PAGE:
The benefits of this are fourfold. It does away with monotony, avoiding you becoming disinterested in the subject if you're concentrating on it for long periods of time. You can retain information for longer. It enhances the transfer of knowledge between two people, so colleagues can benefit from your interleaving. And it can improve your skill set, including organisation and problem resolution capabilities.


  • Tackling different types of work-related problems at the same time, rather than looking at similar problems consecutively

  • When teaching a new employee how to access, and use, the IT system, switch up the learning by introducing other things they're required to learn, so it doesn't become boring and repetitive

Best for: those who love a challenge, as it can initially be taxing but comes with long-term advantages the more adept you become at it.

Collaborative learning

This is a learning technique that involves the collaboration of two or more coworkers - a standard teamwork practice used by companies up and down the country on a daily basis. It works because colleagues capitalise on each other's skills and resources… by asking for further information, evaluating ideas, and monitoring the work of other team members. Here, your aptitude for learning relies on all of you engaging in a learning experience or common task where you depend on, and are accountable to, each other. This can be either during face-to-face discussions, online, or both. Collaborative learning strategies benefit more experienced members of staff and trainees alike, by using past experiences of established team members combined with new outlooks from newer employees.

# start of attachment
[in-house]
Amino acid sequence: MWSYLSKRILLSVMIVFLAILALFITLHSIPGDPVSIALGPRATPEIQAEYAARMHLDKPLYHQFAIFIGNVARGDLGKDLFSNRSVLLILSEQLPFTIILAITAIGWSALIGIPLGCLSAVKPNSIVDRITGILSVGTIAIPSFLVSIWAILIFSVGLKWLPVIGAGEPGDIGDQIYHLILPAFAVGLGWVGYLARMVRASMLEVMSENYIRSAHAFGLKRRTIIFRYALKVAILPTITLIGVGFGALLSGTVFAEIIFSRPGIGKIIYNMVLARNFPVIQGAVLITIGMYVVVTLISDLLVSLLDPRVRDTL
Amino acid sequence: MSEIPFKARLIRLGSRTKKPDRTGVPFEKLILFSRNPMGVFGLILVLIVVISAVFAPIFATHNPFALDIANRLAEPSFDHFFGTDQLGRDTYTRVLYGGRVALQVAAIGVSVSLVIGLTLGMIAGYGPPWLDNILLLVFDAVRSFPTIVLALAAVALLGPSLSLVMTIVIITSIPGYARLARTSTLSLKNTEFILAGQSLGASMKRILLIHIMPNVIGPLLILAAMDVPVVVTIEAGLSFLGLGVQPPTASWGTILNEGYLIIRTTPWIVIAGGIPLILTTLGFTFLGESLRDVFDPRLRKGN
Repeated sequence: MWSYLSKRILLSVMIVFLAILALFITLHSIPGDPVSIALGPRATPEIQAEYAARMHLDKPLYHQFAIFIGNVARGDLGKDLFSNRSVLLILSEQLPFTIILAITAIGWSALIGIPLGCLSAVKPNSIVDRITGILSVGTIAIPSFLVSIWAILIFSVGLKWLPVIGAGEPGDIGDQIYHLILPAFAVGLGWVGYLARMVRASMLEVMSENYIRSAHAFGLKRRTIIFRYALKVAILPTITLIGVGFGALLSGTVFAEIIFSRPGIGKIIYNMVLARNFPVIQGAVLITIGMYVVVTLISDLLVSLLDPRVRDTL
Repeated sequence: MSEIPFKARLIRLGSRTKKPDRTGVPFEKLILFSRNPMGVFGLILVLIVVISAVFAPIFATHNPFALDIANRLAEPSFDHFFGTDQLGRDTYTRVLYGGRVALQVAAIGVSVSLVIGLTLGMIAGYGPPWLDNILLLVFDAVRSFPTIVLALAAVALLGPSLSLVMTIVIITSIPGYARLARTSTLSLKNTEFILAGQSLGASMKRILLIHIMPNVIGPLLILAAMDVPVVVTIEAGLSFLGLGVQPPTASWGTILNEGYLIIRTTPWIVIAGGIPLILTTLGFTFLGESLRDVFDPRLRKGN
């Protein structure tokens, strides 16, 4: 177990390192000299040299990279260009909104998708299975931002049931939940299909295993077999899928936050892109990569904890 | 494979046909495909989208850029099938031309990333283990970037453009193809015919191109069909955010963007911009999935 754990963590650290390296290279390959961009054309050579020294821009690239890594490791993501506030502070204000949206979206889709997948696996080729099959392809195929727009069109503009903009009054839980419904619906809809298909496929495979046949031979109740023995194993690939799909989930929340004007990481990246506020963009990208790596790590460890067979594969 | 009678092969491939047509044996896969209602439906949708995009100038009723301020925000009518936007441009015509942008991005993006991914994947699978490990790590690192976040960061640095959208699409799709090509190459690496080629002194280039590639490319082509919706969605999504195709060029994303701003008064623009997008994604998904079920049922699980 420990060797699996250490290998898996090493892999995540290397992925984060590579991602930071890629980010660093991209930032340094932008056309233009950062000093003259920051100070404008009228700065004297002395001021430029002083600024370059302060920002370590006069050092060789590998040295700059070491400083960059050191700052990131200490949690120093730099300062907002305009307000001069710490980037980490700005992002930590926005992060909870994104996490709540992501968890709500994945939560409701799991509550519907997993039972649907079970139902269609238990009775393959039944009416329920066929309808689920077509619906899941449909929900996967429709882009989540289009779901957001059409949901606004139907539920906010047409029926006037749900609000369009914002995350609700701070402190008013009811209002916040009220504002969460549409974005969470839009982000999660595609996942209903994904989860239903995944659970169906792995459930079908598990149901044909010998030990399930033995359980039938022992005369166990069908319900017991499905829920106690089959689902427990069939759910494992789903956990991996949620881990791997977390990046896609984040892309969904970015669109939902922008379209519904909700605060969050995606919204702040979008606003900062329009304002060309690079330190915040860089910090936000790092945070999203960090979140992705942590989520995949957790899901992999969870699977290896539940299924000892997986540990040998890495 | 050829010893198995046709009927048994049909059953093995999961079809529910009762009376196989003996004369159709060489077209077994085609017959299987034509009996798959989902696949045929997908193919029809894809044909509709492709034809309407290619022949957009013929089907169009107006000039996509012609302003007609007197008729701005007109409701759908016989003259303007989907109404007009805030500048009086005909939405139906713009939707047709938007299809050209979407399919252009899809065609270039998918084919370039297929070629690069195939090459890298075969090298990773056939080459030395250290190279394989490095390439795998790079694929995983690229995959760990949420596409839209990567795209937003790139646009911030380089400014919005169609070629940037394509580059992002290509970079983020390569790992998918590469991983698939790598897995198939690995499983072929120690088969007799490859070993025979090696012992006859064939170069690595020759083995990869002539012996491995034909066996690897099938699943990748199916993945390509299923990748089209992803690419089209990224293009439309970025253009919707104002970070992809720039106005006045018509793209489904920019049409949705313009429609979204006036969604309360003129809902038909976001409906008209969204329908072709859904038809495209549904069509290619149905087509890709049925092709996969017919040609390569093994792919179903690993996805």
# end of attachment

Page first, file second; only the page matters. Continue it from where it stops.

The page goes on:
It also helps that technology has accelerated so fast in the past decade that knowledge is shared more easily, via message threads, emails, and electronic bulletin boards, where discussion is invited, rather than being ignored or consumed passively without much thought.